Probation and Parole Ethics

As previously mentioned, unethical acts are committed by employees in virtually every type of law enforcement endeavor. This is true even in the field of probation and parole, where employees are presumed to have one of the highest levels of education and job training (Souryal, 2006). Probation and parole officers have the potential to engage in many different types of unscrupulous behaviors. Read more about Probation and Parole Ethics.


Based on social contract theory, criminal justice professionals have been given a certain authority and power by the government, as its agents, to protect the inhabitants within a particular jurisdiction in exchange for a few liberties given up by these residents. This sets them apart from the general populace. Armed with the responsibility to guard the populace, criminal justice professionals are expected to have higher moral standards so that the people can trust them with the power they have to protect. Occasionally, instead of honoring the position and trust given to them, these professionals get distracted and use their discretion as they deem fit. This leads to a collapse of the social contract theory, often leading to disastrous consequences.

When the consequences of a decision are bad, the teleological or consequentialist ethical system does not support it. Oftentimes such decisions are motivated by personal gain following the ethical system best characterized as egoism. Because the essence of criminal justice is the service and protection of society, this is definitely at odds with the concept of egoism. The police officer, or the probation officer, or the judge who accepts bribes and gratuities, or engages in sexual relations with clients, begins his or her moral career that leads to higher forms of corruption and unethical behaviors (Pollock, 2007). Such corruption is engaged in solely for the purpose of personal gain and is condemned by most ethical systems, such as ethical formalism (deviating from duty), utilitarianism (not good for the majority), teleological (bad consequences), deontological (the act itself is bad), natural law (aimed at personal happiness rather than self-preservation), religious ethics (not supported by God), Plato’s summum bonum (against the principle of the ultimate good), Aristotle’s ethics of virtue (not a virtue or excellence), the Golden Rule (the corrupt would not want to be a victim of corruption), and the ethics of care (corruption does not show care). The only ethical system that justifies the unethical behavior of criminal justice professionals is egoism, which is focused on the self and happiness for oneself. Just as no act can be absolutely selfless (e.g., even charity gives self-satisfaction), no selfish act can bring ultimate happiness to the doer. As such, unethical behavior is going to cause more pain than pleasure in the long run, according to Bentham’s hedonistic calculus (Pollock, 2007).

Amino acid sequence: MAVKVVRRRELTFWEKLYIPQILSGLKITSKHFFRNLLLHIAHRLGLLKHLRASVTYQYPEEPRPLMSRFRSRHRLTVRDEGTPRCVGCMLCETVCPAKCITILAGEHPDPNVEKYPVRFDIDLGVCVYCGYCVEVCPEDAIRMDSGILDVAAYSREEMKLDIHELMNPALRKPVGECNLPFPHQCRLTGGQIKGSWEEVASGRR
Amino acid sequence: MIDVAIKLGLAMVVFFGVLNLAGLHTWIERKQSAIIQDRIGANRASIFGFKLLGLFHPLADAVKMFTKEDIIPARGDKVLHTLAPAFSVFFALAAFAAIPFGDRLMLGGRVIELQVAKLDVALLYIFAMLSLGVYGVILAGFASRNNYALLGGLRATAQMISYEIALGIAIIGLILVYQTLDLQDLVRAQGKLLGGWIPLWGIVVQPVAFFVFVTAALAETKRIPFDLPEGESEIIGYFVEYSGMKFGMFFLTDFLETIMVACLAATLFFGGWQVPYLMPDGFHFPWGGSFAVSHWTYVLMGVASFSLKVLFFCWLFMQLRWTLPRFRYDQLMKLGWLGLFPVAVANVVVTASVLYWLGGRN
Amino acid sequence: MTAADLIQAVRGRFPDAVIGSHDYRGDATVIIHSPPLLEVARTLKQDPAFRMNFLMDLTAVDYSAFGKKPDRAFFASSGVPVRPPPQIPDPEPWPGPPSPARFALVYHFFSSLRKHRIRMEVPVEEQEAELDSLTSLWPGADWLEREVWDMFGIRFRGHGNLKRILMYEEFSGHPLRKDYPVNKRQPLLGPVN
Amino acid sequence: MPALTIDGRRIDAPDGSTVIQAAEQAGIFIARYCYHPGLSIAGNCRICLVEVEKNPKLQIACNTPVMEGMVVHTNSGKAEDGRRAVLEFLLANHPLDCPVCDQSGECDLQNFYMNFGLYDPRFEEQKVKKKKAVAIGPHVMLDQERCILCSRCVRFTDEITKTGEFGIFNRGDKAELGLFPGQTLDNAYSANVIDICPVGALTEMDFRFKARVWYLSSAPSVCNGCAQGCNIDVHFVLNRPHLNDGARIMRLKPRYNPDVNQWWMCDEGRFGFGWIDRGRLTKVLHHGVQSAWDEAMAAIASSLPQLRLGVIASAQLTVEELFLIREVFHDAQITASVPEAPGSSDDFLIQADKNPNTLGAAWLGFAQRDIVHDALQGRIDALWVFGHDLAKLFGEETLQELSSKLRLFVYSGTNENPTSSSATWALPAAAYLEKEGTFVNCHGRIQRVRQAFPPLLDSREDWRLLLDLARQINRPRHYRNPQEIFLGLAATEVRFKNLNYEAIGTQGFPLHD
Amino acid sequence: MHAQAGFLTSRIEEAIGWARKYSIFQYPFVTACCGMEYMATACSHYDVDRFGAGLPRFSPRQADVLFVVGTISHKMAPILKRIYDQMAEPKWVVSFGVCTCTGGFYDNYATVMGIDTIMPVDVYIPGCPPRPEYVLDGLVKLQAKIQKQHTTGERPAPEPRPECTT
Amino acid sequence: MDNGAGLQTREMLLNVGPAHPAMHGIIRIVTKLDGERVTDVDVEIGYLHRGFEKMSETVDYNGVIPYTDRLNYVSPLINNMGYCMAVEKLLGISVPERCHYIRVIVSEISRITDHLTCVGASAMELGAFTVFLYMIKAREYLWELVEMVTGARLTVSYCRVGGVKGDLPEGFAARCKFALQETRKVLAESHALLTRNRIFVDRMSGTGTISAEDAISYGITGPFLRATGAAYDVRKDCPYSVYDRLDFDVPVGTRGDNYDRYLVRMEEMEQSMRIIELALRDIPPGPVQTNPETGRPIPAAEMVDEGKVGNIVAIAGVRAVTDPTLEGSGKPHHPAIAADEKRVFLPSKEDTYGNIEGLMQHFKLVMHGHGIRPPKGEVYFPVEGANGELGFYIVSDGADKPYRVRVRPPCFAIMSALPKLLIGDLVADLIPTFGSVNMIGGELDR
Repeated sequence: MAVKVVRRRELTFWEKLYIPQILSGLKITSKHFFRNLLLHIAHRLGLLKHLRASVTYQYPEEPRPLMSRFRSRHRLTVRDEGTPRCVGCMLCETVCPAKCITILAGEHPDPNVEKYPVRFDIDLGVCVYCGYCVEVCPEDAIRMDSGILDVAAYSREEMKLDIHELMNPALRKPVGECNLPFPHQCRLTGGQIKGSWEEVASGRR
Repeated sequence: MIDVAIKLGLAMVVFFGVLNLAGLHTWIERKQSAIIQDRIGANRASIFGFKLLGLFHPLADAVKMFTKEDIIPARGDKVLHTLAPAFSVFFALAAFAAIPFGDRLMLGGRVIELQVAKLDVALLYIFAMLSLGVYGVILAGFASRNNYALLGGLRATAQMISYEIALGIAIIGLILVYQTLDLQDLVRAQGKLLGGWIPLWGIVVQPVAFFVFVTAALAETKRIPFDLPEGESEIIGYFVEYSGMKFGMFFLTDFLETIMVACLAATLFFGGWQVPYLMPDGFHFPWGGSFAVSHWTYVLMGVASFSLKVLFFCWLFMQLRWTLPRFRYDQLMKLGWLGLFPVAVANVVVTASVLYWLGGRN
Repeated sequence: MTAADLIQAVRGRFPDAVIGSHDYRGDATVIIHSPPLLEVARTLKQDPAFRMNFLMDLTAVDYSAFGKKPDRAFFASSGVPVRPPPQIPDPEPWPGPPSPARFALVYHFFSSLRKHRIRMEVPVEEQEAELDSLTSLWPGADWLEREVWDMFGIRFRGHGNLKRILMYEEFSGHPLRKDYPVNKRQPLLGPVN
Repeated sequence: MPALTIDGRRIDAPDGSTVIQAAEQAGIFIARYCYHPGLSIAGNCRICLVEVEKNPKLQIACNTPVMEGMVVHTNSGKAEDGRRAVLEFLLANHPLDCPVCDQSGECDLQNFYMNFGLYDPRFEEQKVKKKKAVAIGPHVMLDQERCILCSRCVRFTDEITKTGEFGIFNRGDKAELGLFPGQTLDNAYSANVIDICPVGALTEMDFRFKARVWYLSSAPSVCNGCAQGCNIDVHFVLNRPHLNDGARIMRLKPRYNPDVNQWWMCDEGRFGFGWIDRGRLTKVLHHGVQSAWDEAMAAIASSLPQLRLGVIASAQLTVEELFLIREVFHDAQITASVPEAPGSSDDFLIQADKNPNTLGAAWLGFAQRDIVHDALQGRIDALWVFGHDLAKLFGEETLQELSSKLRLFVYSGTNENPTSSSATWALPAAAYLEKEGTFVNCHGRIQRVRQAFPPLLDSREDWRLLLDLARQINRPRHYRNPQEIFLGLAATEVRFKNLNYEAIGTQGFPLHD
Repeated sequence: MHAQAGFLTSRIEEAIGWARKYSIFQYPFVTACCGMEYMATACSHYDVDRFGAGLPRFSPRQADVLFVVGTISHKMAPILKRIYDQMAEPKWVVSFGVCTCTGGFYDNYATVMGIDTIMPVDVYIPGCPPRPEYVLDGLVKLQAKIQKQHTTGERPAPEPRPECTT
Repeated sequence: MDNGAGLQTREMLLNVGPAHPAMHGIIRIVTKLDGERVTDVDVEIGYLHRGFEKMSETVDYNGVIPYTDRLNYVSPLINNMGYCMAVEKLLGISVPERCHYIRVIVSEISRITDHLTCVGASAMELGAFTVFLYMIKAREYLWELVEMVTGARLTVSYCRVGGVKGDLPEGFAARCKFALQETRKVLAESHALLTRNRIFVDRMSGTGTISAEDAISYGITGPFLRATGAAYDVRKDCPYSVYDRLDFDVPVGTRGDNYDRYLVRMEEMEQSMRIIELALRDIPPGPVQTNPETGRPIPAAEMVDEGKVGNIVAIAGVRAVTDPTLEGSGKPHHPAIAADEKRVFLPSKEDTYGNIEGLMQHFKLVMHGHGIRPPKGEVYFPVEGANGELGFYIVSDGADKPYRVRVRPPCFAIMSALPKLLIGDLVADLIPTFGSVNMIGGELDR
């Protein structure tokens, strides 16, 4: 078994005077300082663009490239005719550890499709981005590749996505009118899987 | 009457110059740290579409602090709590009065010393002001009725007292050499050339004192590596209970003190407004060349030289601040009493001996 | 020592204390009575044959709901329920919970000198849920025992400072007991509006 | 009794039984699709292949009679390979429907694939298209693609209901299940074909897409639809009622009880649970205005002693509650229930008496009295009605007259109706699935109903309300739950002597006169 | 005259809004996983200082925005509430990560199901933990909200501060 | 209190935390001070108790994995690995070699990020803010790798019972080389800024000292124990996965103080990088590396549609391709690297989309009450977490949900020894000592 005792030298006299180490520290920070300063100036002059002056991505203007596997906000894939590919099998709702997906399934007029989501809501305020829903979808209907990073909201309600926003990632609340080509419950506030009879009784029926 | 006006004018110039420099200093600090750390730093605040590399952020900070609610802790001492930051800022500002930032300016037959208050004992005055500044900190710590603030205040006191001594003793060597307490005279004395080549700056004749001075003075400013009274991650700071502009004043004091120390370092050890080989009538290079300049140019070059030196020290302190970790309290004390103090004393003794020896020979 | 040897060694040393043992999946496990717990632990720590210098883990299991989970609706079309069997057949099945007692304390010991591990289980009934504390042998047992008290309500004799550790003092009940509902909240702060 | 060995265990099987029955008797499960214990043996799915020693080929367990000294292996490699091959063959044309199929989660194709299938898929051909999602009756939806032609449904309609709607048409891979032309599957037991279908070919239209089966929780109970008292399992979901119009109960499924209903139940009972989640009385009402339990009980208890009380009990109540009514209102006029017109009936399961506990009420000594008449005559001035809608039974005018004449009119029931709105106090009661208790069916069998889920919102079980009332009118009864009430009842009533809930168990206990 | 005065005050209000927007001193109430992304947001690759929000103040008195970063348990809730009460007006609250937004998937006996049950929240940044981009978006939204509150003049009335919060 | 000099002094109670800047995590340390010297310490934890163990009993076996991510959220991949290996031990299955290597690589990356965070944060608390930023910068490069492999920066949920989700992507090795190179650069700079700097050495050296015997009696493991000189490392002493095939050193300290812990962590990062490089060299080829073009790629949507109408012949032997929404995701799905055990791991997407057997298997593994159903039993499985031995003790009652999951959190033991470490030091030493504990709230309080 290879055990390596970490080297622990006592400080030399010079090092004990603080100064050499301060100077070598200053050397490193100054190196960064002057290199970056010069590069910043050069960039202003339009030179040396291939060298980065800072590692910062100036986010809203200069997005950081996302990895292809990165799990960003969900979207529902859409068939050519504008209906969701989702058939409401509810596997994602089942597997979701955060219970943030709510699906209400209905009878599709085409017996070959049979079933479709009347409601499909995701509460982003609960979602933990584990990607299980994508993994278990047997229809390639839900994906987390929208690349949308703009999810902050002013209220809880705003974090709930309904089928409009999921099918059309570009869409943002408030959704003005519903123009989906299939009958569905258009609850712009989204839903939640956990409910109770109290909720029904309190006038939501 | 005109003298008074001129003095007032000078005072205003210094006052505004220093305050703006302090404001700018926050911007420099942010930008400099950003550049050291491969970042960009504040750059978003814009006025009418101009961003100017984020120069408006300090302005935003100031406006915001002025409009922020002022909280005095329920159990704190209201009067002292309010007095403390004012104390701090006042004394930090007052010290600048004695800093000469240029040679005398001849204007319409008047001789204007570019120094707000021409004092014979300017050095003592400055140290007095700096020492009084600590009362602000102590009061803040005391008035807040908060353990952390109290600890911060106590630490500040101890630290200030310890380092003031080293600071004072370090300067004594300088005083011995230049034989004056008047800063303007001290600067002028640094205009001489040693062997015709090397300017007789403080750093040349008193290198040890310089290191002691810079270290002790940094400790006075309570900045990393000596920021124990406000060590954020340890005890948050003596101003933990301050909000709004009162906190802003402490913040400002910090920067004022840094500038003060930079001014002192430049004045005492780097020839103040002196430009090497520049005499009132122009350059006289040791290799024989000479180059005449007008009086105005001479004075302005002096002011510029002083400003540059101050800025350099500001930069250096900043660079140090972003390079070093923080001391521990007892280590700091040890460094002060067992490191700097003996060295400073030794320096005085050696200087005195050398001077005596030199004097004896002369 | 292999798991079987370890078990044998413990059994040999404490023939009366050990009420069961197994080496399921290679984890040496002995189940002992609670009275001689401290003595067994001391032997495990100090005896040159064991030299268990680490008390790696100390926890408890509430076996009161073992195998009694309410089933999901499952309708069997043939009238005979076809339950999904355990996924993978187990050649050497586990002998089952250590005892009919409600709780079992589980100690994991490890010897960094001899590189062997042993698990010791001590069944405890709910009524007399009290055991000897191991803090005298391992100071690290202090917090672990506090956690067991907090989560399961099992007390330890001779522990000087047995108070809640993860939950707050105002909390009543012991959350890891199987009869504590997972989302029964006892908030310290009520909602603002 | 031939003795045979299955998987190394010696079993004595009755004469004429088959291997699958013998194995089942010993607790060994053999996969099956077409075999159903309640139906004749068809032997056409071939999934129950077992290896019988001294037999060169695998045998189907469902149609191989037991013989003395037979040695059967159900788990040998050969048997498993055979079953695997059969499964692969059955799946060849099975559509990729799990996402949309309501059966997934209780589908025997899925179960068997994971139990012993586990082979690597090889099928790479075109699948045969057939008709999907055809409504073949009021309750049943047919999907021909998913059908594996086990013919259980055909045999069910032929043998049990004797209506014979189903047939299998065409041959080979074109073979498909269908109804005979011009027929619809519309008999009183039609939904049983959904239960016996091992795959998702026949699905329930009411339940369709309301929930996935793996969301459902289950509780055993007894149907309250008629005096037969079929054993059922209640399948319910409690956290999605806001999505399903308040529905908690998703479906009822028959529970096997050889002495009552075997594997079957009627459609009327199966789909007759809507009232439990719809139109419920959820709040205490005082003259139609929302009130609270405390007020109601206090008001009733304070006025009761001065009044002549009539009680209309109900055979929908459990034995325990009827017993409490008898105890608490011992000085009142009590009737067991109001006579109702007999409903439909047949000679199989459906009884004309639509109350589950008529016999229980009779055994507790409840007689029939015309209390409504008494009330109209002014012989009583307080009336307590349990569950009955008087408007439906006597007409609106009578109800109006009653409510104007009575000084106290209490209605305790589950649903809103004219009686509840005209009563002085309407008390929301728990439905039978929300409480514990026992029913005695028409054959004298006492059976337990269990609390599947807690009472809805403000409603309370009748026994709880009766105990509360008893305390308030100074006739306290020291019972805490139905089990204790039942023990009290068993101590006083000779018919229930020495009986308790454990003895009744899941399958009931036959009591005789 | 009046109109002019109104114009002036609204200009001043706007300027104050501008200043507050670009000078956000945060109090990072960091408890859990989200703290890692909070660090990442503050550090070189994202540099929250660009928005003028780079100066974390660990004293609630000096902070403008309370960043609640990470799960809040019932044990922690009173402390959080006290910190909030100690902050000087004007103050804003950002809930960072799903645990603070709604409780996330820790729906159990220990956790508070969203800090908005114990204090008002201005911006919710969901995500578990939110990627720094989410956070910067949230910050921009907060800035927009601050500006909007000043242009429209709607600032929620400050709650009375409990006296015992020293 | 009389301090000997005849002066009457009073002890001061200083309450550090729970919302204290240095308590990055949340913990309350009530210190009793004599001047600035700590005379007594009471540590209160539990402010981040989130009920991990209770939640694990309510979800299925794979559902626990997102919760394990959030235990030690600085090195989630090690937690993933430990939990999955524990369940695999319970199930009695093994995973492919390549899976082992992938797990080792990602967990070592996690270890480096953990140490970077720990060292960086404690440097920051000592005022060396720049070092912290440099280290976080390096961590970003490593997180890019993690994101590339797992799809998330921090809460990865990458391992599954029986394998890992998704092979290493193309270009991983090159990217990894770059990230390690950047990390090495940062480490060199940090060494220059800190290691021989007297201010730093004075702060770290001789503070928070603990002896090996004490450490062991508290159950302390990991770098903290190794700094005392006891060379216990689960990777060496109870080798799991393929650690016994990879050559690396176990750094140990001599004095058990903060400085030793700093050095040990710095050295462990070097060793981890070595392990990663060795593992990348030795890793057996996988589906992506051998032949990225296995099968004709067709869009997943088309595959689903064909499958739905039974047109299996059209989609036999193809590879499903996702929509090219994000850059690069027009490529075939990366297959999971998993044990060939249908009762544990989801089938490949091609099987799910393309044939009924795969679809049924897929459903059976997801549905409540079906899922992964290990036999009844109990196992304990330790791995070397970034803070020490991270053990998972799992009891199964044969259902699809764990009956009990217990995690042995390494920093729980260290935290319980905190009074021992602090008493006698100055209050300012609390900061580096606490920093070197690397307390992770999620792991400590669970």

On one final note, it is important to mention that there is at least one additional type of unethical behavior in which criminal justice professionals engage that can be explained as corruption for the good of the organization and not for personal gain. An instance of this might be an excessive use of force, as when a police officer tries to catch a crook by whatever means necessary or a when a correctional officer who uses it to teach a criminal a lesson. Another example could include a prosecutor who uses dubious evidence when he or she is convinced that someone has committed a crime and should not be allowed to be free. Even though these are guided by a noble cause—to rid society of the “bad guys”— such behavior might be problematic (Kleinig, 2008). Nevertheless, such corruption is often tolerated by individual departments. Other than civil litigation, the only way to check such unethical behavior within the agencies is to have ethical leaders who will not tolerate such actions by their subordinates. In sum, it is a matter of concern that unethical behavior is prevalent in all areas of criminal justice, be it among police officers, court personnel, or corrections officers. A strict adherence to the ethical codes, an ethical leadership, and a pride in their professions and the spirit it upholds are important steps toward addressing this issue.


  1. Abbott, K. (2002, December 5). Inmates, guards testify in sex trial. Rocky Mountain News, p. 22A.